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From Daniel John Debrunner <...@debrunners.com>
Subject Re: Derby I/O issues during checkpointing
Date Tue, 01 Nov 2005 17:19:26 GMT
Øystein Grøvlen wrote:

> Some tests runs we have done show very long transaction response times
> during checkpointing.  This has been seen on several platforms.  The
> load is TPC-B like transactions and the write cache is turned off so
> the system is I/O bound.  There seems to be two major issues:

Nice investigation, I think I have seen similar problms on Windows.

> 1. Derby does checkpointing by writing all dirty pages by
>    RandomAccessFile.write() and then do file sync when the entire
>    cache has been scanned.  When the page cache is large, the file
>    system buffer will overflow during checkpointing, and occasionally
>    the writes will take very long.  I have observed single write
>    operations that took almost 12 seconds.  What is even worse is that
>    during this period also read performance on other files can be very
>    bad.  For example, reading an index page from disk can take close
>    to 10 seconds when the base table is checkpointed.  Hence,
>    transactions are severely slowed down.
> 
>    I have managed to improve response times by flushing every file for
>    every 100th write.  Is this something we should consider including
>    in the code?  Do you have better suggestions?

Sounds reasonable.


> 
> 2. What makes thing even worse is that only a single thread can read a
>    page from a file at a time.  (Note that Derby has one file per
>    table). This is because the implementation of RAFContainer.readPage
>    is as follow:
> 
>         synchronized (this) {  // 'this' is a FileContainer, i.e. a file object
>             fileData.seek(pageOffset);  // fileData is a RandomAccessFile
>             fileData.readFully(pageData, 0, pageSize);
> 	}
> 
>    During checkpoint when I/O is slow this creates long queques of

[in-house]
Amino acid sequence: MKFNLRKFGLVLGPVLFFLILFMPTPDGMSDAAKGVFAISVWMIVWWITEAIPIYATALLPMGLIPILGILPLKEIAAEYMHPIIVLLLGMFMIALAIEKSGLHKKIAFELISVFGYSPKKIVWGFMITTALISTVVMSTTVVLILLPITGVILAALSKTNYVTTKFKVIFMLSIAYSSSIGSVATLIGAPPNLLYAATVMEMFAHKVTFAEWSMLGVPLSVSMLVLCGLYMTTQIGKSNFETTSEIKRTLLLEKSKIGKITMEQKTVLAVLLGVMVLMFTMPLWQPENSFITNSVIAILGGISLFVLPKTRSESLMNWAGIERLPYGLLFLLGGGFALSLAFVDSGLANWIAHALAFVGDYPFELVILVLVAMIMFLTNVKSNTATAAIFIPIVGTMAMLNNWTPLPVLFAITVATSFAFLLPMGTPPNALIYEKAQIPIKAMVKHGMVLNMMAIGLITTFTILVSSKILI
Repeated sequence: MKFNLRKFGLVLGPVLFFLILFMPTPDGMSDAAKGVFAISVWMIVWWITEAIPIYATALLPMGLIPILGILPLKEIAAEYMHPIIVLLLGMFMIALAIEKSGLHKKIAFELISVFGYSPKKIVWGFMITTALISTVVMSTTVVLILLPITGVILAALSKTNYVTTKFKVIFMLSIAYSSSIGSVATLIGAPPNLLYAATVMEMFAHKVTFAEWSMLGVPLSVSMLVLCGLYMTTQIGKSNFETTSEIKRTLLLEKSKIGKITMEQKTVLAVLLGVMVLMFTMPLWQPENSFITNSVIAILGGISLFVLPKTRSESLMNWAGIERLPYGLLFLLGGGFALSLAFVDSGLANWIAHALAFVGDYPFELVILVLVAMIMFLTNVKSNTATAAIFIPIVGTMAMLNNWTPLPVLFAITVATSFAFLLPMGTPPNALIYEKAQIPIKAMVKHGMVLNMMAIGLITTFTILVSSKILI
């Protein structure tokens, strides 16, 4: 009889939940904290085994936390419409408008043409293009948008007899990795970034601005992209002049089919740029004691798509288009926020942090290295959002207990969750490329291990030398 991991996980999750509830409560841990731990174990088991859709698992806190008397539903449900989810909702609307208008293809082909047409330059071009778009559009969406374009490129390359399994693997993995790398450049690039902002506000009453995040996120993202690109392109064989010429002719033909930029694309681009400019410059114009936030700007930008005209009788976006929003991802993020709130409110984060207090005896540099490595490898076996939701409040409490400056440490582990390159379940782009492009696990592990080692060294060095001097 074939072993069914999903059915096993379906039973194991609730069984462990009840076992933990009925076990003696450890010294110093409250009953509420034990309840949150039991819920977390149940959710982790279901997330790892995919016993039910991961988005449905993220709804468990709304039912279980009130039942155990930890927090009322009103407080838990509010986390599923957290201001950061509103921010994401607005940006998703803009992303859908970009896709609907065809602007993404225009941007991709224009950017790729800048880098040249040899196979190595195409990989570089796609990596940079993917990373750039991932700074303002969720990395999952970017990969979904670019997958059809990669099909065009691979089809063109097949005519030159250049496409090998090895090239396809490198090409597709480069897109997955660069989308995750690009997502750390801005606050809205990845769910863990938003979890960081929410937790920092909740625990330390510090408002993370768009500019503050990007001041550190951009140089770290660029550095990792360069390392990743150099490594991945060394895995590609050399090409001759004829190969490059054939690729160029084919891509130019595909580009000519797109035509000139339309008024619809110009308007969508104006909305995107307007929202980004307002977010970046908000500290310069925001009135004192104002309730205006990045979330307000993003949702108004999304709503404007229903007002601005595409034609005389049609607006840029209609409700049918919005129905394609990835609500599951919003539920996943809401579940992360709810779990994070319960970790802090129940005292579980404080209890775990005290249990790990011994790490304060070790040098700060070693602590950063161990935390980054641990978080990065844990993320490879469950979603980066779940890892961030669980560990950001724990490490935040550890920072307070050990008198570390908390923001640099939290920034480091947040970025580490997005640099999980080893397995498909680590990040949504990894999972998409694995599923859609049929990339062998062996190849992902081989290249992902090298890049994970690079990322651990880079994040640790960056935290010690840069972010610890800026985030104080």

>    readers.  In my run with 20 clients, I observed read requests that
>    took more than 20 seconds.


Hmmm, I think that code was written assuming the call would nat take
that long!


> 
>    This behavior will also limit throughput and can partly explains
>    why I get low CPU utilization with 20 clients.  All my TPCB-B
>    clients are serialized since most will need 1-2 disk accesses
>    (index leaf page and one page of the account table).
> 
>    Generally, in order to make the OS able to optimize I/O, one should
>    have many outstanding I/O calls at a time.  (See Frederiksen,
>    Bonnet: "Getting Priorities Straight: Improving Linux Support for
>    Database I/O", VLDB 2005).  
> 
>    I have attached a patch where I have introduced several file
>    descriptors (RandomAccessFile objects) per RAFContainer.  These are
>    used for reading.  The principle is that when all readers are busy,
>    a readPage request will create a new reader.  (There is a maximum
>    number of readers.)  With this patch, throughput was improved by
>    50% on linux.  The combination of this patch and the synching for
>    every 100th write, reduced maximum transaction response times with
>    90%.

Only concern would be number of open file descriptors as others have
pointed out. Might want to scavenged open descriptors from containers
that are no longer heavily used.

>    The patch is not ready for inclusion into Derby, but I would like
>    to here whether you think this is a viable approach.

It seems like these changes are low risk and enable worthwhile
performance increases without completely changing the i/o system.
Such changes could then provide the performance that a full async
re-write would have to better (or at least match).

Dan.



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